Stream and Forest
Stream and Forest

The Soul’s Thirst for God

I was recently reading about the life of Sigmund Freud and read that he recognized within himself a deep longing. This longing was a real mystery to him, because he never could satisfy it. In fact he said that it was a longing that haunted him all of his life.

Freud never saw it as a spiritual longing because he never believed in God or the human soul. However, I contend that this is what he was actually experiencing; a deep yearning in his soul, a longing that only God can satisfy.

The psychiatrist Gerald C. May observed, “After twenty years of listening to the yearnings of people’s hearts, I am convinced that human beings have an inborn desire for God. Whether we are consciously religious or not, this desire is our deepest longing and most precious treasure.”

The Bible describes this longing as a thirst of the soul. King David says, “For He has satisfied the thirsty soul, and the hungry soul He has filled with what is good.” (Psalm 107:9)

In another passage David says, “As the deer pants for the waterbrook, so my soul thirsts for God.” (Psalm 42:1)

As a counselor on our staff has put it, “people are driven and ruled by unsatisfied desires, and they are desperately looking everywhere that they can in hopes of finding satisfaction.” He goes on to say the prophet Jeremiah was spot-on when he wrote:

For My people have committed two evils: They have forsaken Me. The fountain of living waters, to hewn for themselves cisterns, broken cisterns that can hold no water.

We forsake God, the fountain of living waters, and we construct a life strategy of making our own cisterns and filling them with water that will satisfy us. The problem is this: all of our cisterns leak. They cannot hold water. We are continually thirsty.

In the Book of John, Jesus makes this declaration:

If any man is thirsty, let him come to Me and drink. He who believes in Me, as the scripture said, “From his innermost being shall flow rivers of living water. (John 7:37, 39)

If we do not look to Jesus for this living water, to whom shall we look?

Philip Yancey says that when he sees a person whose life is being destroyed by any of the addictions out in the world, instead of condemning them, he sees them as people who are thirsty. They are desperately trying to satisfy the deep thirst of their souls.

C.S. Lewis recognized this significant truth and wrote about it in one of his stories in the Chronicles of Narnia. The Narnia books are a series of allegorical children’s stories, yet they speak powerfully to the lives of adults as well. A young girl named Jill in Lewis’ book The Silver Chair presents a wonderful representation of humanity. She is clearly consumed with herself and is convinced that she alone knows what is best for her life. She wants to have nothing to do with Aslan, the great and magnificent lion who represents Christ. Yet Jill is desperately searching for water:

Jill grows unbearably thirsty. She can hear a stream somewhere in the forest. Driven by her thirst, she begins to look for this source of water—cautiously, because she is fearful of running into the Lion. She finds the stream, but she is paralyzed by what she sees there: Aslan, huge and golden, still as a statue but terribly alive, is sitting beside the water. She waits for a long time, wrestling with her thoughts and hoping that he’ll just go away.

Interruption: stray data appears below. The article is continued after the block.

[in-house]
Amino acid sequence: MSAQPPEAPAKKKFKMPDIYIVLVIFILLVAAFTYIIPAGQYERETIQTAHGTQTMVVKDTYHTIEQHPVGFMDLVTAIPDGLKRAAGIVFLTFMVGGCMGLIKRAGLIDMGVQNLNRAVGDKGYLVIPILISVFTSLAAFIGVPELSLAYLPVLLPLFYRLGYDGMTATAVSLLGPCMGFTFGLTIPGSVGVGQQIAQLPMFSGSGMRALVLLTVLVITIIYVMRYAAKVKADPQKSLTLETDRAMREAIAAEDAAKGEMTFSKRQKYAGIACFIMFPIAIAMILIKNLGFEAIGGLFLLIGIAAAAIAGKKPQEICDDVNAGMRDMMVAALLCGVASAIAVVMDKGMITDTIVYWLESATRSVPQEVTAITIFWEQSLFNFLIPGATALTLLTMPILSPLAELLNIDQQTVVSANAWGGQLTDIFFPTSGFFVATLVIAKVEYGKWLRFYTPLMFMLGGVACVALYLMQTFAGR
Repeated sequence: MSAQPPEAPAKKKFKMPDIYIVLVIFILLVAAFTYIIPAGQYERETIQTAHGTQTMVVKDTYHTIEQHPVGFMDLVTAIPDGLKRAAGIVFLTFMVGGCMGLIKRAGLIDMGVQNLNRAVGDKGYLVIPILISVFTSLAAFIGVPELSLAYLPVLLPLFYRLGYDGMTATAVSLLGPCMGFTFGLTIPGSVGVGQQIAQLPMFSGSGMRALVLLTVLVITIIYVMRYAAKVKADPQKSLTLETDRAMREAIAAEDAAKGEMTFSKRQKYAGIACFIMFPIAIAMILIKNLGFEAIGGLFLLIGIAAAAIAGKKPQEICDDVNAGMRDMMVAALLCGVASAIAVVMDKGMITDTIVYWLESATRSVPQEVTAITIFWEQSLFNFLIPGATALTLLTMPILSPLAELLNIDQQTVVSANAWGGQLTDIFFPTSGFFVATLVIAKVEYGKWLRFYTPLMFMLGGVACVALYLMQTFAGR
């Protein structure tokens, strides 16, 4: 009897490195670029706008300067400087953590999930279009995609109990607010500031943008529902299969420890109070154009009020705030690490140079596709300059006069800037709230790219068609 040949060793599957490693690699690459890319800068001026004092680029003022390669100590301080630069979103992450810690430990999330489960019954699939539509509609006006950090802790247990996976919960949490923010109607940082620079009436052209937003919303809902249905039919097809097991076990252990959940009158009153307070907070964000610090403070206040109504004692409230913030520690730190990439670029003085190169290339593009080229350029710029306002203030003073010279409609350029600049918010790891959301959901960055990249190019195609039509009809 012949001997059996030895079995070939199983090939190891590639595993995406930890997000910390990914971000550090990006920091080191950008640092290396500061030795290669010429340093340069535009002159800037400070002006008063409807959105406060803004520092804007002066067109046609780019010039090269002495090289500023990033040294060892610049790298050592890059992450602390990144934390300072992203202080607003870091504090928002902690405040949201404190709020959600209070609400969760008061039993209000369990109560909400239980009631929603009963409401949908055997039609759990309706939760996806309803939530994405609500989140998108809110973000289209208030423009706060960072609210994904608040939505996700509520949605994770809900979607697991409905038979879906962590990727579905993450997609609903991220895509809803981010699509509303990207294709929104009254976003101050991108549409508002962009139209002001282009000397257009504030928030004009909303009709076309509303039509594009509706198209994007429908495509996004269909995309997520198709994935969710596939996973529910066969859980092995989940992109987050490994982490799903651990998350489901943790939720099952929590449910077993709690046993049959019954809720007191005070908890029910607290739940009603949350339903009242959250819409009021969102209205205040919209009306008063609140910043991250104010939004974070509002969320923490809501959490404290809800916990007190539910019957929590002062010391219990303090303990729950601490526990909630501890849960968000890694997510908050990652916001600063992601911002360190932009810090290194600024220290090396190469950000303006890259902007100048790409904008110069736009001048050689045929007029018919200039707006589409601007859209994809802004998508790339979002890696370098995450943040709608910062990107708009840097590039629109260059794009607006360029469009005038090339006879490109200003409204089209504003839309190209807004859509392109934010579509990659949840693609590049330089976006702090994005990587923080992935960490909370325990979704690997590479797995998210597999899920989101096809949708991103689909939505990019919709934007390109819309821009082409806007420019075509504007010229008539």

Then Aslan says, “If you are thirsty, you may drink.”

Jill is startled and refuses to come closer.

“Are you not thirsty?” said the Lion.

“I am dying of thirst,” said Jill.

“Then drink,” said the Lion. “May I—could I—would you mind going away while I do?” said Jill.

The lion answered this only by a look and very low growl. And just as Jill gazed at its motionless hulk, she realized that she might as well have asked the whole mountain to move aside for her convenience.

The delicious rippling noise of the stream was driving her near frantic. “Will you promise not to—do anything to me, if I come?”

“I make no promise,” said the Lion.

Jill was so thirsty now that, without noticing it, she had come a step nearer.

“Do you eat girls?” she said.

“I have swallowed up girls and boys, women and men, kings and emperors, cities and realms,” said the Lion. It didn’t say this as if it were boasting, nor as if it were sorry, nor as if it were angry. It just said it.

“I daren’t come and drink,” said Jill.

“Then you will die of thirst,” said the Lion.

“Oh dear!” said Jill, coming another step nearer. “I suppose I must go and look for another stream then.”

“There is no other stream,” said the Lion.

So many people spend their lives looking for some other stream to finally and forever quench the thirsts of their souls. However, Jesus says there is no other stream. And He is very clear about the fact that if we do not drink from this spring—the fountain of living water—we will die.


If you’re interested in reading more by Richard E. Simmons, check out his newest book Wisdom: Life’s Great Treasure available on our online bookstore and Amazon.com. Other titles by Richard include The True Measure of a Man, Reliable Truth, A Life of Excellence, Sex at First Sight, Safe Passage and Remembering the Forgotten God.

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